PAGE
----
Nobel prize winner Gide considered this work his crowning achievement. Published in French in , the book is divided into four "dialogs" on homosexuality and its place in the world. This is probably more for academics, but public libraries serving gay communities will also want it. Fourth Dialogue.
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The name of the book comes from Virgil 's pederastic character Corydon. Parts of the text were separately privately printed from to , and the whole book appeared in its French original in France in May and in the United States in The dialogues use evidence from naturalists , historians , poets , and philosophers in order to back up Gide's argument that homosexuality is natural, or better not unnatural, and that it pervaded the most culturally and artistically advanced civilizations such as Periclean Greece, Renaissance Italy and Elizabethan England.
Gide argues this is reflected by writers and artists from Homer and Virgil to Titian and Shakespeare in their depictions of male—male relationships, such as Achilles and Patroclus , as homosexual rather than as platonic as other critics insist.
Gide uses this evidence to insist that homosexuality is more fundamental and natural than exclusive heterosexuality , which he believes is merely a union constructed by society.
Gide considered Corydon to be his most important work. From Wikipedia, the free encyclopedia. For other uses of the word, see Corydon disambiguation. This article does not cite any sources. Please help improve this article by adding citations to reliable sources. Unsourced material may be challenged and removed. Authority control BNF : cbn data. Namespaces Article Talk. Views Read Edit View history. Contribute Help Community portal Recent changes Upload file.
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Translated by Richard Howard. Farrar, Straus, Giroux. As Richard Howard informs us in one of the relatively straightforward paragraphs of his introduction to this latest edition, Gide began these four ''dialogues'' in ; two of them were published in an unsigned edition of 12 copies in ; 21 copies of all four dialogues along with a preface, still unsigned, were published in It was not until that the full signed work appeared. The reason for all the tentativeness was the subject - homosexuality, or as the condition is variously referred to in these pages, ''pederasty,'' ''inversion,'' ''uranism'' ''degeneracy.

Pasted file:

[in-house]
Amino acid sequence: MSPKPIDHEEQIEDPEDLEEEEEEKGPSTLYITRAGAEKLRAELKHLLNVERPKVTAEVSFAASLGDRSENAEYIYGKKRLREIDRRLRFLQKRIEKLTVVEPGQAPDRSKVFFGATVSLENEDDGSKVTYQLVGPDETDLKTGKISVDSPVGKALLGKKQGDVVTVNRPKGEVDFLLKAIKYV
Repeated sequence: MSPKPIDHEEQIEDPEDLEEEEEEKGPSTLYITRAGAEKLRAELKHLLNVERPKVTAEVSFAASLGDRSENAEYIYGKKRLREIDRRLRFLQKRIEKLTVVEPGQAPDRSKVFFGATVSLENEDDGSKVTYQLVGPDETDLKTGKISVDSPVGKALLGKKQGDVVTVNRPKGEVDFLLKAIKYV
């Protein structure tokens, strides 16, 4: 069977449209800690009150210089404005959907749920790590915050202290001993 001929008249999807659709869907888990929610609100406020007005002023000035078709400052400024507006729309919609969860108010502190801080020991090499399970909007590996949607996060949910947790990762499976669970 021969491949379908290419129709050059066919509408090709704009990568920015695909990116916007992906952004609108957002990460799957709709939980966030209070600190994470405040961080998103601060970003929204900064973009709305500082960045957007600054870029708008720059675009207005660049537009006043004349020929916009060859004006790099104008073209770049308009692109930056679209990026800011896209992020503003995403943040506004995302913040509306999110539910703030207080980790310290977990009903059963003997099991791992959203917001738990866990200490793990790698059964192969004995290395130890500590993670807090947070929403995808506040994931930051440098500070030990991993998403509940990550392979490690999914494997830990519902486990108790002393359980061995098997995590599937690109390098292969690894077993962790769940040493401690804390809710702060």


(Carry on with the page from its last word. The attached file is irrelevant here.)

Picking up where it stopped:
Considered by Gide to be the most important of his books, this slim, exquisitely crafted volume consists of four dialogues on the subject of homosexuality and its place in society. Published anonymously in bits and pieces between and , Corydon first appeared in a signed, commercial edition in France in and in the United States in , the year before Gide's death. The present edition features the impeccable translation of the Pulitzer Prize-winning poet Richard Howard. In spirited dialogue with his bigoted, boorish interviewer, Corydon marshals evidence from naturalists, historians, poets, and philosophers to support his contention that homosexuality pervaded the most culturally and artistically advanced civilizations, from Greece in the age of Pericles to Renaissance Italy and England in the age of Shakespeare. Although obscured by later critics, literature and art from Homer to Titian proclaim the true nature of relationships between such lovers as Achilles and Patrocles--not to mention Virgil's mythical Corydon and his shepherd, Alexis. The evidence, Corydon suggests, points to heterosexuality as a socially constructed union, while the more fundamental, natural relation is the homosexual one.
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These works won Gide the Nobel Prize in Unfortunately, the man he decides to kill turns out to be a vital cog in the aforementioned Pope v. Masons business. Hilarity of the darkest shades ensues. Anyone who reads my book essays knows that I like picking up books from used book shops, antique stores, and other such places.